So if 100 votes were cast:

SeatsVotes per ballotEnough ballots to winIdeal ballots per winner
1250 1/2100
2633 3/650
31225 1/1233 4/12
42020 1/2025
53016 21/3020
64214 13/4216 28/42
75612 29/5614 16/56
87211 9/7212 36/72
99010 1/9011 10/90

Votes for "none of these" are removed from the totals after every elimination round.

  1. Counting votes
    Votes from each ballot are assigned to its highest-ranked candidate, constrained as follows:
    1. Each candidate has a prescribed maximum number of votes per ballot, initially equal to the total number per ballot.
    2. If there are leftover votes, they are reassigned according to (A) as if they were a separate ballot.
    3. A ballot that cannot be assigned is counted for "none of these".
    For each candidate, a record (histogram) is kept of how many ballots contribute a given fraction, sorted in decreasing order of those fractions (each pair of numbers is a "bin").
  2. Adjustment of maxima
    1. If any candidates have Enough votes to win, they are declared elected. If there are exactly enough remaining to fill all seats, all are declared elected. If all seats are filled, but there are still more candidates than seats, skip step B.
    2. Maximum reduction
      The maximum number of votes that can count for each elected candidate is reduced as far as possible while ensuring that the candidate has enough votes to win. If all seats are filled, the target number of votes increases to the Ideal number.
      Procedure (easier done than said): The maximum is adjusted to the number of votes and ballots in successive histogram bins, and the number of votes and ballots above that maximum are summed until removing those votes would put the candidate at or below the target. If below, the maximum is increased by the difference between the target and the number of votes that would remain given this adjusted maximum, divided by the number of ballots summed, rounded up.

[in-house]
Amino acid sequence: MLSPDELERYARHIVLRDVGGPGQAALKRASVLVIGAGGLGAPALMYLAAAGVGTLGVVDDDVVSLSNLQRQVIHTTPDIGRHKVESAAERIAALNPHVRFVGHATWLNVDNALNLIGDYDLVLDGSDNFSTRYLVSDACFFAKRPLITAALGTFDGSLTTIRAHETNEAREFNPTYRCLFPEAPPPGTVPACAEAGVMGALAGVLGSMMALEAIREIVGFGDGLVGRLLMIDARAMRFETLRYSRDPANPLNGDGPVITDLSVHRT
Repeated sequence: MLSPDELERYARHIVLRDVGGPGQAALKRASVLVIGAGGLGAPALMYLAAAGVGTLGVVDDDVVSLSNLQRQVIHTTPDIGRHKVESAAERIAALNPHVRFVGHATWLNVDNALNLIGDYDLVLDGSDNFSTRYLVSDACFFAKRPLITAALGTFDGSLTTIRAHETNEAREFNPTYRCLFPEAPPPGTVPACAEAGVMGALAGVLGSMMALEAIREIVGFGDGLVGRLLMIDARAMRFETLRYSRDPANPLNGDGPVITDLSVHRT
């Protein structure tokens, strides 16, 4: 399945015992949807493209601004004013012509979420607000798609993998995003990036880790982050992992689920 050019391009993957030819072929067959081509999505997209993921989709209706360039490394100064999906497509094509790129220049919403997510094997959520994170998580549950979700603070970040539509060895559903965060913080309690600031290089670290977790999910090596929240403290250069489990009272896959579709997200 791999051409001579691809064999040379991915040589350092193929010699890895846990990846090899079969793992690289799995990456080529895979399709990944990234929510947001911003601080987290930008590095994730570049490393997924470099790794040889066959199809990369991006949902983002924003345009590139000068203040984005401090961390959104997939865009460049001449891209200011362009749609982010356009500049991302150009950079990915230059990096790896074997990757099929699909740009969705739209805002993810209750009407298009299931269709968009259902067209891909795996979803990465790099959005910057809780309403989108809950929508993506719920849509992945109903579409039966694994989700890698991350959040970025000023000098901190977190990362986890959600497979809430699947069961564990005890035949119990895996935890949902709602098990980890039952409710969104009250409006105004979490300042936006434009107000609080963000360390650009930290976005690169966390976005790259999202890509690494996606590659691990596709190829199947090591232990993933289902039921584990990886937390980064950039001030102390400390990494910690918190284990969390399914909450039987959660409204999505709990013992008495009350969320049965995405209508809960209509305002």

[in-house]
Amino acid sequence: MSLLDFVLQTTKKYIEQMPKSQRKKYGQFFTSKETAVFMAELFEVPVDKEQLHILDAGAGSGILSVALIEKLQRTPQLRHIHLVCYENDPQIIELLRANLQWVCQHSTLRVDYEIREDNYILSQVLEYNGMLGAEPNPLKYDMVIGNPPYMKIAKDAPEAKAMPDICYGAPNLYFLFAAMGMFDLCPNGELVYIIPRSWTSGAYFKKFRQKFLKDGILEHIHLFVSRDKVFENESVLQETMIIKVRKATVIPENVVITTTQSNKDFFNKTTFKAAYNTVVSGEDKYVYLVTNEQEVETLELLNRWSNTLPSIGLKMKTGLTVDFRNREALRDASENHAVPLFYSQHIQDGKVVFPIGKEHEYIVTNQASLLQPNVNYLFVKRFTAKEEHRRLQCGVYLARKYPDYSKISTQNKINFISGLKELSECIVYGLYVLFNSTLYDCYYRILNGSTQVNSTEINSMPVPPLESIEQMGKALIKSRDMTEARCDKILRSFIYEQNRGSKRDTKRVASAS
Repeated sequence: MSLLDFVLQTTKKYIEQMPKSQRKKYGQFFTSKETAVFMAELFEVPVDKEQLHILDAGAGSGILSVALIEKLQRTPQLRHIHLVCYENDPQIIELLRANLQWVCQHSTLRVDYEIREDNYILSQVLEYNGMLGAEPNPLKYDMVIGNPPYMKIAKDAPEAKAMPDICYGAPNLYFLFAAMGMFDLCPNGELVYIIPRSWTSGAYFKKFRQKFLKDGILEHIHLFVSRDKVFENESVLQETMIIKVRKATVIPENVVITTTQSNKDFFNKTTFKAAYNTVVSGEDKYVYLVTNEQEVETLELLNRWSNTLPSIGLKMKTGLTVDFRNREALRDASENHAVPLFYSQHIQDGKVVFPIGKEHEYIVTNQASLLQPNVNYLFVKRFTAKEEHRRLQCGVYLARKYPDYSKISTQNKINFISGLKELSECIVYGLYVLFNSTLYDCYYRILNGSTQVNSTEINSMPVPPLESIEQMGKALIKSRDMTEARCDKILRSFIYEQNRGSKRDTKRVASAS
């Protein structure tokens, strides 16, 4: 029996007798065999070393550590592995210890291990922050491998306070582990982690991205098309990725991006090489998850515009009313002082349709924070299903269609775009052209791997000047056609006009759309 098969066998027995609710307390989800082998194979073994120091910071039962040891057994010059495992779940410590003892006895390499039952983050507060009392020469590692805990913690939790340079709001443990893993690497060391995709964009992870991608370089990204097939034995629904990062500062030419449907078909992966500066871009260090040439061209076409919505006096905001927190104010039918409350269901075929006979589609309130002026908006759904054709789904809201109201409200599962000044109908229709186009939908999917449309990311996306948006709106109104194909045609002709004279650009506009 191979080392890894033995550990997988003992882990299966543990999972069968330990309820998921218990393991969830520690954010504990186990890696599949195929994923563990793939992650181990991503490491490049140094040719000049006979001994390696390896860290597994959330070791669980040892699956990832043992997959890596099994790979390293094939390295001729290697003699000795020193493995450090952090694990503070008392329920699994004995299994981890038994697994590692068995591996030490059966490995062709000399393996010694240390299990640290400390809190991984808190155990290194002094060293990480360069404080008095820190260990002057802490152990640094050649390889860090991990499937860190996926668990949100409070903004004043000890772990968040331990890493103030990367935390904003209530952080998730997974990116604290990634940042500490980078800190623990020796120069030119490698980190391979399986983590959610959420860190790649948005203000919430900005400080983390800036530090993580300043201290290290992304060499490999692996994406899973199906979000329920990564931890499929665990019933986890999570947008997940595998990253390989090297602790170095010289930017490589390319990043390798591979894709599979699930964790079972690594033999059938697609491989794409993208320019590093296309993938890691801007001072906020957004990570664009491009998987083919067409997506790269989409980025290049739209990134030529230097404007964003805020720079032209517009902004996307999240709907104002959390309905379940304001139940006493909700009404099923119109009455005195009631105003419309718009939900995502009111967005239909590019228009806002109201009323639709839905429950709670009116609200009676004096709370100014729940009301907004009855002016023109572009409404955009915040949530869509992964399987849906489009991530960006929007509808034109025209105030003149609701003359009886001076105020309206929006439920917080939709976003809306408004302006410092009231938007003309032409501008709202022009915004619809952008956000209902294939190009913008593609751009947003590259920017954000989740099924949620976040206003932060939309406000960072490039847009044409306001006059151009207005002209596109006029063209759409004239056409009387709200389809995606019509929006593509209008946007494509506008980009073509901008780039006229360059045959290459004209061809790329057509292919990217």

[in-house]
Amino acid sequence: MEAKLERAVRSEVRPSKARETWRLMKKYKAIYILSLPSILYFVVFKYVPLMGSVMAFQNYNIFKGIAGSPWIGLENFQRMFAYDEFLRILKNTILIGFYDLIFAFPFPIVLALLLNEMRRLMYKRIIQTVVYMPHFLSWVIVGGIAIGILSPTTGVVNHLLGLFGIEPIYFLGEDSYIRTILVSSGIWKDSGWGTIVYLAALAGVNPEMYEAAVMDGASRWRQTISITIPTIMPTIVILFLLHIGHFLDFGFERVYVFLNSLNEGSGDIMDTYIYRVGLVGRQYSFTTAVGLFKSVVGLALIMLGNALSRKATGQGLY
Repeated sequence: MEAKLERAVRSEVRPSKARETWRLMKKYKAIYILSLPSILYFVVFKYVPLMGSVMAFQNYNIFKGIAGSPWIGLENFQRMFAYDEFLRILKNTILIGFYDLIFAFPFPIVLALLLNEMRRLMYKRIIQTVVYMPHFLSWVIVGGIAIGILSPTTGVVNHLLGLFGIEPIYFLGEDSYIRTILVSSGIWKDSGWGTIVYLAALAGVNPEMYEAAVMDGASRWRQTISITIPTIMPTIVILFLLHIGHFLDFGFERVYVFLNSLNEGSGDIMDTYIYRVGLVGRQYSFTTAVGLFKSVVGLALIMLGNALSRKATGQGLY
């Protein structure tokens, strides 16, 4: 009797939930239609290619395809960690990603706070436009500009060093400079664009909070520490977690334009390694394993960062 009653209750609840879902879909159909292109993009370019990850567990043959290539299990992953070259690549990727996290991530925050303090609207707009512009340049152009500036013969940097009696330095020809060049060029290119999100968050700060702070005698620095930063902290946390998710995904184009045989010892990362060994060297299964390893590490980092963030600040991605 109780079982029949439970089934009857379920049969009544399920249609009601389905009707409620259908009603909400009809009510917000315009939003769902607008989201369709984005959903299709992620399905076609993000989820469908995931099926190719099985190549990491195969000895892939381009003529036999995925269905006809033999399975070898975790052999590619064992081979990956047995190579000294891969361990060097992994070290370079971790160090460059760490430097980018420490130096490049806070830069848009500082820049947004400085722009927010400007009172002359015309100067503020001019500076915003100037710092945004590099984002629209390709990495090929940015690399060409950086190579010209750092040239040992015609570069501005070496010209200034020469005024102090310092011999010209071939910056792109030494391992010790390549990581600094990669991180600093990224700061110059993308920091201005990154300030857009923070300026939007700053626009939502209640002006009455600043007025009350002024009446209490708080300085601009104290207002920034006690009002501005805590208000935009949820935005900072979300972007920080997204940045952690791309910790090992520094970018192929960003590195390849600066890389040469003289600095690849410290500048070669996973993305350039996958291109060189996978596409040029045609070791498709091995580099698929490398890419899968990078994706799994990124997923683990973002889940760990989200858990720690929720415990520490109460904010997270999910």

3. Elimination
      If no maximum reductions are possible, the candidate with the fewest votes is eliminated. Ties encountered here are broken randomly.
  3. Repeat steps 1 through 3 until no further changes can be made.
If the election is an "instant runoff" for a single winner, rules 1B and 2B have no effect. Traditionally, the process stops immediately if any candidate obtains Enough. Results are typically shown in terms of ballots and not votes.

Hey! This is too complicated!
The rules behind DemoChoice appear complex, but only because they put nearly all of the electoral controls within reach of the voter. With currently used methods, the outcome of most elections is determined primarily by political consultants who use sophisticated computer algorithms and large databases to manipulate district boundaries and reduce competition. Casting a DemoChoice vote is straightforward, but with current methods, voters must fret over strategy to avoid wasting their vote on a loser or on someone who would win anyway. Don't give up!

In a multi-winner election, how do you choose which votes stay with a winner?